Jacqueline Pumphrey interviews Sarah Finnegan, a postdoc working in the Breathe Oxford research group at the Nuffield Department of Clinical Neurosciences. As a teenager, Sarah visited the Royal Society Summer Science Exhibition, met lots of inspiring scientists, and wondered what it would take to get a job like theirs. This summer, she is leading her group’s own participation at the same prestigious exhibition, where she hopes to inspire the next generation.
String and meccano
Sarah was a curious child, always wanting to know how things worked. As a little girl, she spent hours devising complex systems of levers and pulleys using string. Taking things apart, and sometimes managing to figure out how to put them back together, became a constant source of amusement for her — not to mention frustration for her parents, who wanted to use the clocks and gadgets she dismembered!
It’s possible that this fascination with the mechanics of things was inherited from or inspired by her grandpa, who used to fix tanks when he was in the army. This practical gentleman was once kind enough to insert a petrol engine into a plastic meccano model that Sarah had made: she was terribly impressed by how fast this addition made it go!
Fortunately for Sarah, her family encouraged her interests, and her mother in particular was keen to ensure that her and her sister’s education was supplemented as much as possible with trips to museums and galleries. The family would often visit London for the day, taking in a museum before a meal at TGI Fridays in Covent Garden. It was in her early teens that Sarah was taken to visit the Royal Society Summer Science Exhibition.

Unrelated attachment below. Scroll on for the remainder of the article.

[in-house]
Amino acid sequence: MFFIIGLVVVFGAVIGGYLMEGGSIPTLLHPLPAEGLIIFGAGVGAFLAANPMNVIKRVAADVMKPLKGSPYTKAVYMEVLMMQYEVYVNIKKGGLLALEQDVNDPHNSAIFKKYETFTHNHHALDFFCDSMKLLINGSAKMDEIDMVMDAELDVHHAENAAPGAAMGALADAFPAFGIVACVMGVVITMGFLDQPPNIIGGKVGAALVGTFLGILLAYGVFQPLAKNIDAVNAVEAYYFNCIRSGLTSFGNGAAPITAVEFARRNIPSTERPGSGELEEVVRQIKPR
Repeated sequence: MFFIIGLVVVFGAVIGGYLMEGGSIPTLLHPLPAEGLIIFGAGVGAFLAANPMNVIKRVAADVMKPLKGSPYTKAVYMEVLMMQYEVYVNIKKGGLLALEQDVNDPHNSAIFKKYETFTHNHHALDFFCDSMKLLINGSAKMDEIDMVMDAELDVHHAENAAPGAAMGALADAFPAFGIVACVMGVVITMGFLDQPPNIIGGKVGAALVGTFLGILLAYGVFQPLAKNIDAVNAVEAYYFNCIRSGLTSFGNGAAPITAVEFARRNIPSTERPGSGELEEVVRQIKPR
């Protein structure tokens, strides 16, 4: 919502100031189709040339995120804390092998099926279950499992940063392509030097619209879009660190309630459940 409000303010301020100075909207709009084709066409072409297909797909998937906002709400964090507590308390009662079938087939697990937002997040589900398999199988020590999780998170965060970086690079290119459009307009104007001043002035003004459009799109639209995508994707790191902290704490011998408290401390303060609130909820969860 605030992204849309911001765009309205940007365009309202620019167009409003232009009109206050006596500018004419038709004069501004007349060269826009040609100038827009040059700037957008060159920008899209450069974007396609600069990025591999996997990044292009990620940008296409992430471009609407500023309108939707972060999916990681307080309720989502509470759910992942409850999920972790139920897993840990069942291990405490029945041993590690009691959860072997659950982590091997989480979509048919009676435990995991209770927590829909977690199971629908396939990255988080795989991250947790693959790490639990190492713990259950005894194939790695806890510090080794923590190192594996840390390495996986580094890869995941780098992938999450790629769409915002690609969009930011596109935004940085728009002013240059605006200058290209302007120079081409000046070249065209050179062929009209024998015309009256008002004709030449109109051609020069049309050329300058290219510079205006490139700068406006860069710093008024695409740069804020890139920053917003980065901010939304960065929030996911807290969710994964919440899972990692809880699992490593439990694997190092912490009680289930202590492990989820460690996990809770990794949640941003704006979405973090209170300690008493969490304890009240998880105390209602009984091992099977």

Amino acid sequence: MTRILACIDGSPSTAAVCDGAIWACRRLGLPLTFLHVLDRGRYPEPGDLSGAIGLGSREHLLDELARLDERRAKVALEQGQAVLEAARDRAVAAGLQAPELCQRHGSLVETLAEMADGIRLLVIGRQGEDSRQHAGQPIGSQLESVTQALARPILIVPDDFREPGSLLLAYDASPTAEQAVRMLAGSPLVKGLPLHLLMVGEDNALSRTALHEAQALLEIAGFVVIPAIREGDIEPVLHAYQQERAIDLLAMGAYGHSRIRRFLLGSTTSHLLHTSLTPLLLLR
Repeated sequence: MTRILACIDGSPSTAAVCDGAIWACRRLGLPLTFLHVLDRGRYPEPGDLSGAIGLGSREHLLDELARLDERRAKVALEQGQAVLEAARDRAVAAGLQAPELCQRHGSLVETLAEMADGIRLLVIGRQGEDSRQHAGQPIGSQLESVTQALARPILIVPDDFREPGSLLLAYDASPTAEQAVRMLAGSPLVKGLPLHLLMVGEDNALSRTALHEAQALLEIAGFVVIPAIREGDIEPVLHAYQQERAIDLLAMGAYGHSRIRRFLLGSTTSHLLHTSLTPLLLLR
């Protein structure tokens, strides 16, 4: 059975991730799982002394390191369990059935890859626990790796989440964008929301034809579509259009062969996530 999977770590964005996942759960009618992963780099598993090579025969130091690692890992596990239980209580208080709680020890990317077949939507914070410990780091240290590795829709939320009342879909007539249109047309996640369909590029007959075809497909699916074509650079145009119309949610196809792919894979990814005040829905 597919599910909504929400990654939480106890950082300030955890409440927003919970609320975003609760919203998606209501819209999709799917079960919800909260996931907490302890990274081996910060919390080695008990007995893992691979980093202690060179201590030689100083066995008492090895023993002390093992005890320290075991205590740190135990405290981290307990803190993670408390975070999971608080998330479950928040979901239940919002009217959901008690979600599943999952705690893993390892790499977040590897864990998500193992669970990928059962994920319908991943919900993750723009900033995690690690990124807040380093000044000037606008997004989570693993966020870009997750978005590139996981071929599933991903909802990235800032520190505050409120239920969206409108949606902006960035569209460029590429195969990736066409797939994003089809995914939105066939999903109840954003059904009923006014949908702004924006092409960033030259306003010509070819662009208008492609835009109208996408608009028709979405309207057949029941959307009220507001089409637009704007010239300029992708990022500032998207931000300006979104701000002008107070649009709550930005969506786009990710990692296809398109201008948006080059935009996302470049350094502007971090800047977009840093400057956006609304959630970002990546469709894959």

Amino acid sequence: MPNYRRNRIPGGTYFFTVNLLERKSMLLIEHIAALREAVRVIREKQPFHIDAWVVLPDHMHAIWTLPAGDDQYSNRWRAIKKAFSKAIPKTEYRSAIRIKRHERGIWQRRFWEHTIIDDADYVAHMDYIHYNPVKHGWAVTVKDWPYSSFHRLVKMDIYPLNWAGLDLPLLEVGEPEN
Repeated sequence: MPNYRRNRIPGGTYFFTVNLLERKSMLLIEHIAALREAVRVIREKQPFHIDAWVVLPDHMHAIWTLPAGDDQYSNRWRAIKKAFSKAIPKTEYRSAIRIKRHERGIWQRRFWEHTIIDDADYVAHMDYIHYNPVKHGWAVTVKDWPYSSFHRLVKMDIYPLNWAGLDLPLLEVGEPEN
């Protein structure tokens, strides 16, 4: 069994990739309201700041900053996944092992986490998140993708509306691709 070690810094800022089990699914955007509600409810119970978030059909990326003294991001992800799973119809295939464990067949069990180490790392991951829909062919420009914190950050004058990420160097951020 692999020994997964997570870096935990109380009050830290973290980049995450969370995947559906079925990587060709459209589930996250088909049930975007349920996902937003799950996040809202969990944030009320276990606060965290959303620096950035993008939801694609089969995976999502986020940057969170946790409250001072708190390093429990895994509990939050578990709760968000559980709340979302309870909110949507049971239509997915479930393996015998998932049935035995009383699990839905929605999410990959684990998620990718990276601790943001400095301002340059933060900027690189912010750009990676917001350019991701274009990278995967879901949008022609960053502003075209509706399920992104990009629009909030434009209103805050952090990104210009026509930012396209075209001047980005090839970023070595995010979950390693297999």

She remembers crowds of people and a population health map showing the prevalence of different kinds of disease across the world. She also recalls being delighted that everything was so interactive: there were things you could touch and ask questions about, like bridge stress testing. But it was in the basement that she had an encounter that could be said to have had a direct influence on the course her life was to take. On the wall she found portraits of famous Royal Society Fellows such as Hooke, Newton and Boyle, and wondered: ‘What does it take to get there?’
Journey into neuroscience
Sarah was determined to pursue her dreams and was the first in her family to attend university. She got a place on the Biomedical Science course at King’s College London. Having endured a brief but trying period of work experience as an auxiliary nurse when she was 17, she had soon realised that she didn’t want to become a nurse or a doctor — what she really wanted to do was find out more about how the human body worked. Even during her undergraduate years, though, she says she still didn’t really know what it meant to be a scientist. ‘I didn’t know then that the job I do now even existed’, she tells me.
It was the psychology module in her final year that really got Sarah interested. She discovered cognitive neuroscience and neuroimaging, and decided to spend a summer working in the Babylab at the University of Surrey. Her supervisor there was a young inspiring woman called Anna Franklin — perhaps the first real-life science role model who Sarah could identify with. The whole experience, learning about psychological testing and analysis, convinced her that neuroscience would be her field, and she enrolled on the Neuroscience Masters at University College London. Under the tutelage of another inspiring Professor, Marty Sereno, Sarah discovered MRI scanners, which she used in her research to find out more about the brain’s capacity to perceive words visually.